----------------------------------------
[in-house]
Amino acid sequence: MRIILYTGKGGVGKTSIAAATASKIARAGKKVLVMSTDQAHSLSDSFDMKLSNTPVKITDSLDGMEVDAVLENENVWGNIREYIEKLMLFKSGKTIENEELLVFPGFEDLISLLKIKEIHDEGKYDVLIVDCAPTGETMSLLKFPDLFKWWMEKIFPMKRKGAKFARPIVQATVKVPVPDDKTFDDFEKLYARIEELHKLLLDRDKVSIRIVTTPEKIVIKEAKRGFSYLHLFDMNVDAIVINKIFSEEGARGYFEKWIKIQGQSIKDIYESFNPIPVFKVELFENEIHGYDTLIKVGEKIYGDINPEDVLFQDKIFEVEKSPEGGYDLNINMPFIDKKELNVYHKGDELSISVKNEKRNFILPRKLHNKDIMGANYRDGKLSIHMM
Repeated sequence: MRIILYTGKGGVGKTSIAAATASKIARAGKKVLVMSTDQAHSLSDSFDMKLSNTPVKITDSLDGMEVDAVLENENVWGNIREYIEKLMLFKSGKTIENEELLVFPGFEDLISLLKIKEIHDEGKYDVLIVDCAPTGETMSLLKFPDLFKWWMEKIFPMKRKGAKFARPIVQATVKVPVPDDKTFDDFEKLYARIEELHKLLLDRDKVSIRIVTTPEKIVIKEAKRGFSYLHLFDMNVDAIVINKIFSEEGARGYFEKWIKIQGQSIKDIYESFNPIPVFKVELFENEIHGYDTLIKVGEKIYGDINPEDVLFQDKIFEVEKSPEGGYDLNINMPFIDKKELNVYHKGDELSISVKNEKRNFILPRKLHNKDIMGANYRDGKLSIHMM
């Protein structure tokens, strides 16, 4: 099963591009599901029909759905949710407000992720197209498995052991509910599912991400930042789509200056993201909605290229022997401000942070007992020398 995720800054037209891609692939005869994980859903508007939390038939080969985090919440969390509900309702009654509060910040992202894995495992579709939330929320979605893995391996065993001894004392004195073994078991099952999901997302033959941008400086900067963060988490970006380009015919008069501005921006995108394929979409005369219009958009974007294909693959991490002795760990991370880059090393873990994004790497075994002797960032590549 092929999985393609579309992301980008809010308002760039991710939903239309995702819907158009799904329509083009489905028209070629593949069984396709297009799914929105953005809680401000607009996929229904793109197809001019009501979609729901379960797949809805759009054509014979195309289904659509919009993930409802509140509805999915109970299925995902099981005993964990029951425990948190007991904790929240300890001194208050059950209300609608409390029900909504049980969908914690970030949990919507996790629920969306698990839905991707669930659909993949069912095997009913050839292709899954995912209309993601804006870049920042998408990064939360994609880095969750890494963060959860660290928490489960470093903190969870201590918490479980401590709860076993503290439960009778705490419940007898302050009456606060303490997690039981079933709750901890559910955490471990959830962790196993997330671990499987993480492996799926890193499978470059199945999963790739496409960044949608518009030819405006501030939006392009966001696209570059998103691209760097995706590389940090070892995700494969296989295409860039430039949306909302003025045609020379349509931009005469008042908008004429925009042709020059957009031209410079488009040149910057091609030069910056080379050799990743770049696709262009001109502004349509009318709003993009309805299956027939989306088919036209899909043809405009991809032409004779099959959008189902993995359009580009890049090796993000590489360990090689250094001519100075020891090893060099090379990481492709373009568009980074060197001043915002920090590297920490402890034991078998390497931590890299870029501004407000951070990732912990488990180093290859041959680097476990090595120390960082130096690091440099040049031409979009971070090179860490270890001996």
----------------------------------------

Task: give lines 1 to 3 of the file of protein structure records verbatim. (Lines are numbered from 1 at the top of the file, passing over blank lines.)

[in-house]
Amino acid sequence: MRIILYTGKGGVGKTSIAAATASKIARAGKKVLVMSTDQAHSLSDSFDMKLSNTPVKITDSLDGMEVDAVLENENVWGNIREYIEKLMLFKSGKTIENEELLVFPGFEDLISLLKIKEIHDEGKYDVLIVDCAPTGETMSLLKFPDLFKWWMEKIFPMKRKGAKFARPIVQATVKVPVPDDKTFDDFEKLYARIEELHKLLLDRDKVSIRIVTTPEKIVIKEAKRGFSYLHLFDMNVDAIVINKIFSEEGARGYFEKWIKIQGQSIKDIYESFNPIPVFKVELFENEIHGYDTLIKVGEKIYGDINPEDVLFQDKIFEVEKSPEGGYDLNINMPFIDKKELNVYHKGDELSISVKNEKRNFILPRKLHNKDIMGANYRDGKLSIHMM
Repeated sequence: MRIILYTGKGGVGKTSIAAATASKIARAGKKVLVMSTDQAHSLSDSFDMKLSNTPVKITDSLDGMEVDAVLENENVWGNIREYIEKLMLFKSGKTIENEELLVFPGFEDLISLLKIKEIHDEGKYDVLIVDCAPTGETMSLLKFPDLFKWWMEKIFPMKRKGAKFARPIVQATVKVPVPDDKTFDDFEKLYARIEELHKLLLDRDKVSIRIVTTPEKIVIKEAKRGFSYLHLFDMNVDAIVINKIFSEEGARGYFEKWIKIQGQSIKDIYESFNPIPVFKVELFENEIHGYDTLIKVGEKIYGDINPEDVLFQDKIFEVEKSPEGGYDLNINMPFIDKKELNVYHKGDELSISVKNEKRNFILPRKLHNKDIMGANYRDGKLSIHMM